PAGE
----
As I’ve said many times in the past, this is a transitional year for the Cubs. Many of the Cubs financial mistakes are coming off the books after this season — up to $60M worth. The team will have a lot of financial flexibility heading into a strong free agent offseason class that includes first basemen Albert Pujols and Prince Fielder. The question is, who will be the guy in charge of completing the transition? Will it be Jim Hendry or will it be someone else?
Hendry has taken a lot of heat as the Cubs GM despite 3 playoff teams and it’s first postseason series victory since 1908. Much of it stems from the spending spree that is largely symbolized by the giant contract given to Alfonso Soriano. Some of this criticism is warranted but to put it all on Hendry is a gross oversimplification. Here’s why…
There are a couple of issues to consider here. First of all, the climate favored the players. Hendry wasn’t the only GM giving out big contracts and no-trade clauses in the mid 2000’s. Other recently successful teams also had their share of blunders. That doesn’t absolve Hendry, but it’s safe to say he had plenty of company. Here’s a very small sample:
- Dodgers: Juan Pierre (5 yrs/44M)
- Giants: Barry Zito (7 yrs/126M) and Aaron Rowand (5 yrs/60M)
- Blue Jays: Vernon Wells (7 yrs/126M)
- Angels: Gary Matthews, Jr. (5 yrs/50M)
- Red Sox: A series of consecutive SS blunders from 2004-2006 that included Edgar Renteria, Alex Gonzalez, and Julio Lugo. All told? 9 yrs and $79M for guys who produced no better than your average utility SS.
There’s a lot more…but you get the point.
The second thing to consider is that Hendry wasn’t alone in making these decisions. The Tribune was getting ready to sell the team and were looking to increase the value of the franchise. After years of working on a budget that saw Hendry and the Cubs land no big name free agents, the philosophy suddenly changed course in 2006. Hendry was given a blank check with the expectation that he had to land a marquee player to excite fans and instantly make the Cubs a more attractive team for potential buyers. That player turned out to be Alfonso Soriano and the Tribune deserves some share of the blame for this short-term thinking.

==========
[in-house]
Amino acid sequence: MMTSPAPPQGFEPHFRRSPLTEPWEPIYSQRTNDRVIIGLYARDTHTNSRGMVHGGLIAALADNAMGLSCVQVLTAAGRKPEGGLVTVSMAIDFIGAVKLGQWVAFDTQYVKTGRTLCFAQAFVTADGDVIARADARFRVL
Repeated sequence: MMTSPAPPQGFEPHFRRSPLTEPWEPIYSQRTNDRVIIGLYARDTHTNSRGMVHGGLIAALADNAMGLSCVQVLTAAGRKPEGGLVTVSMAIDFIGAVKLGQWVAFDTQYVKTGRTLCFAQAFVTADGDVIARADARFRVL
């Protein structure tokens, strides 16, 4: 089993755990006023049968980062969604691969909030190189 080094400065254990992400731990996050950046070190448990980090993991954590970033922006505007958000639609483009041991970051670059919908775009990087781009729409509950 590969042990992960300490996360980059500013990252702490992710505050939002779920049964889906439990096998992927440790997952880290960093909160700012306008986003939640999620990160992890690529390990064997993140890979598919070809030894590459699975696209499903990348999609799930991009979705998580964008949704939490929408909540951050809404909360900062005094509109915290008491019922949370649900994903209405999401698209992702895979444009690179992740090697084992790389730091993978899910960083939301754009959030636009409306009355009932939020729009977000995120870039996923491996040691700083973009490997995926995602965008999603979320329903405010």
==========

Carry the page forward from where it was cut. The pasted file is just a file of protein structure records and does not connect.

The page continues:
2) Overlooked Successes
We’ve mentioned the unprecedented postseason success but we also have to consider that some of the signings and trades Hendry made were quite good. The Cubs obtained Derrek Lee and Aramis Ramirez for practically nothing. They originally signed Ryan Dempster off the scrap heap. Their farm produced great arms headlined by Mark Prior, Kerry Wood, and Carlos Zambrano and they had some shrewd free agent signings like Ted Lilly and Mark DeRosa. These deals show that Hendry is capable of making solid value deals and that perhaps he deserves a shot at repeating his earlier successes under the new Ricketts ownership that values efficiency over excess.
Is that enough to warrant trust? Should the Cubs be giving Jimmy Hendry the keys going into what figures to be the Cubs biggest offseason opportunity since 2006? Despite a lot of the criticism directed at Hendry, I believe the jury is still out. This is Hendry’s 2nd year to try and prove he can duplicate the success he had in 2003 when he had a more limited payroll. Nobody expects the Cubs to win the division this year, much less a World Series title — but the team does need to show progress. The Cubs need to show that they are headed in the right direction again after veering off the path in recent years. If the Cubs can get production out of their young players and finish strong this season — and perhaps salvage some value at the trade deadline for a couple of big money players, then it’s likely we’ll see Jim Hendry get one last chance in what figures to be a short-term extenstion… but if the team begins to spiral downward, Tom Ricketts may have no choice but to put a new GM behind the wheel.